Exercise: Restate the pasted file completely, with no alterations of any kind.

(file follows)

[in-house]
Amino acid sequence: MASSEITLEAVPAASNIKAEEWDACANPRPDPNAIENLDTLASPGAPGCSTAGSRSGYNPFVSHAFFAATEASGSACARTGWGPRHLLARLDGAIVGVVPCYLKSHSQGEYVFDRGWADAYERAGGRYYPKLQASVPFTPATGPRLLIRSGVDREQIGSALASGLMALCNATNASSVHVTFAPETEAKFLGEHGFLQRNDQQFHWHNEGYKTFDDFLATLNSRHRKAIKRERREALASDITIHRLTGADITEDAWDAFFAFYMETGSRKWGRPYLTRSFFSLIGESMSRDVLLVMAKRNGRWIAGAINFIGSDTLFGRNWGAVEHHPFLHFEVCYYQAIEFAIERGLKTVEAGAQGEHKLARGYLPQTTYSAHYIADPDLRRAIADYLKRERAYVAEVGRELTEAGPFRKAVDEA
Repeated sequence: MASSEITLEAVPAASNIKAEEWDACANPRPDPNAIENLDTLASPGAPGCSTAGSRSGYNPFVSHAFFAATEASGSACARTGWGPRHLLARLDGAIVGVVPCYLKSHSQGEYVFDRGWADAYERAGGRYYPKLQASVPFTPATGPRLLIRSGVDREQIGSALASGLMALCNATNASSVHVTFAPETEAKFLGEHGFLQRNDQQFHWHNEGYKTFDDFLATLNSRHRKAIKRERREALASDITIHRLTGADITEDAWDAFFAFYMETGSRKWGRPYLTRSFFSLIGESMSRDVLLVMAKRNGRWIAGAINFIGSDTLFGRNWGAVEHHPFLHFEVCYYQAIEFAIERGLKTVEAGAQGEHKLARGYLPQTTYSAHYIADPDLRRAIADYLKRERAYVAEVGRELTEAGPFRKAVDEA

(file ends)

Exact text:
[in-house]
Amino acid sequence: MASSEITLEAVPAASNIKAEEWDACANPRPDPNAIENLDTLASPGAPGCSTAGSRSGYNPFVSHAFFAATEASGSACARTGWGPRHLLARLDGAIVGVVPCYLKSHSQGEYVFDRGWADAYERAGGRYYPKLQASVPFTPATGPRLLIRSGVDREQIGSALASGLMALCNATNASSVHVTFAPETEAKFLGEHGFLQRNDQQFHWHNEGYKTFDDFLATLNSRHRKAIKRERREALASDITIHRLTGADITEDAWDAFFAFYMETGSRKWGRPYLTRSFFSLIGESMSRDVLLVMAKRNGRWIAGAINFIGSDTLFGRNWGAVEHHPFLHFEVCYYQAIEFAIERGLKTVEAGAQGEHKLARGYLPQTTYSAHYIADPDLRRAIADYLKRERAYVAEVGRELTEAGPFRKAVDEA
Repeated sequence: MASSEITLEAVPAASNIKAEEWDACANPRPDPNAIENLDTLASPGAPGCSTAGSRSGYNPFVSHAFFAATEASGSACARTGWGPRHLLARLDGAIVGVVPCYLKSHSQGEYVFDRGWADAYERAGGRYYPKLQASVPFTPATGPRLLIRSGVDREQIGSALASGLMALCNATNASSVHVTFAPETEAKFLGEHGFLQRNDQQFHWHNEGYKTFDDFLATLNSRHRKAIKRERREALASDITIHRLTGADITEDAWDAFFAFYMETGSRKWGRPYLTRSFFSLIGESMSRDVLLVMAKRNGRWIAGAINFIGSDTLFGRNWGAVEHHPFLHFEVCYYQAIEFAIERGLKTVEAGAQGEHKLARGYLPQTTYSAHYIADPDLRRAIADYLKRERAYVAEVGRELTEAGPFRKAVDEA